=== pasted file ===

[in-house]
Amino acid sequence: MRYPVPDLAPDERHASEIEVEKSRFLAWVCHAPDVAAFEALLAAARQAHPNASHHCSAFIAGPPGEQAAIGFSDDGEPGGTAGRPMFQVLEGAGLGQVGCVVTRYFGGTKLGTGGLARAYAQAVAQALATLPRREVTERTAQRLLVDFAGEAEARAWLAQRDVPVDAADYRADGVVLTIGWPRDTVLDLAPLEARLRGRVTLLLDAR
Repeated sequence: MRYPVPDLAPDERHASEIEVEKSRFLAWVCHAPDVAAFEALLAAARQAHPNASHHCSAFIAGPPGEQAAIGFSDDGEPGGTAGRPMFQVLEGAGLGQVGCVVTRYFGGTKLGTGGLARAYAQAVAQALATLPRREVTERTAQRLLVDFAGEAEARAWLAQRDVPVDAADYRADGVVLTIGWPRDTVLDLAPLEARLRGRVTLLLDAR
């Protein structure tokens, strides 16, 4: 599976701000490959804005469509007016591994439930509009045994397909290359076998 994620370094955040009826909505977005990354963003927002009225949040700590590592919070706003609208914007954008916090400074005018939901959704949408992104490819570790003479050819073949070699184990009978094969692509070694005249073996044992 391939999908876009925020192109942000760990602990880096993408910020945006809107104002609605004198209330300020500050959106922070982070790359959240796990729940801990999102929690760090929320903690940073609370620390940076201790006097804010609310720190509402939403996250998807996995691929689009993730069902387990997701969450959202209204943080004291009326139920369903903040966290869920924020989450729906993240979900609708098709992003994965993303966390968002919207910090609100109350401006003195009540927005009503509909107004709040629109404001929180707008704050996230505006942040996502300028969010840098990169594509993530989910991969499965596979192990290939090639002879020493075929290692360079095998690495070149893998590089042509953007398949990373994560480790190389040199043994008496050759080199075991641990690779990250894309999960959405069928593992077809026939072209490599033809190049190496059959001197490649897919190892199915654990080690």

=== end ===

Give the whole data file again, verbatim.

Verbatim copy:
[in-house]
Amino acid sequence: MRYPVPDLAPDERHASEIEVEKSRFLAWVCHAPDVAAFEALLAAARQAHPNASHHCSAFIAGPPGEQAAIGFSDDGEPGGTAGRPMFQVLEGAGLGQVGCVVTRYFGGTKLGTGGLARAYAQAVAQALATLPRREVTERTAQRLLVDFAGEAEARAWLAQRDVPVDAADYRADGVVLTIGWPRDTVLDLAPLEARLRGRVTLLLDAR
Repeated sequence: MRYPVPDLAPDERHASEIEVEKSRFLAWVCHAPDVAAFEALLAAARQAHPNASHHCSAFIAGPPGEQAAIGFSDDGEPGGTAGRPMFQVLEGAGLGQVGCVVTRYFGGTKLGTGGLARAYAQAVAQALATLPRREVTERTAQRLLVDFAGEAEARAWLAQRDVPVDAADYRADGVVLTIGWPRDTVLDLAPLEARLRGRVTLLLDAR
């Protein structure tokens, strides 16, 4: 599976701000490959804005469509007016591994439930509009045994397909290359076998 994620370094955040009826909505977005990354963003927002009225949040700590590592919070706003609208914007954008916090400074005018939901959704949408992104490819570790003479050819073949070699184990009978094969692509070694005249073996044992 391939999908876009925020192109942000760990602990880096993408910020945006809107104002609605004198209330300020500050959106922070982070790359959240796990729940801990999102929690760090929320903690940073609370620390940076201790006097804010609310720190509402939403996250998807996995691929689009993730069902387990997701969450959202209204943080004291009326139920369903903040966290869920924020989450729906993240979900609708098709992003994965993303966390968002919207910090609100109350401006003195009540927005009503509909107004709040629109404001929180707008704050996230505006942040996502300028969010840098990169594509993530989910991969499965596979192990290939090639002879020493075929290692360079095998690495070149893998590089042509953007398949990373994560480790190389040199043994008496050759080199075991641990690779990250894309999960959405069928593992077809026939072209490599033809190049190496059959001197490649897919190892199915654990080690």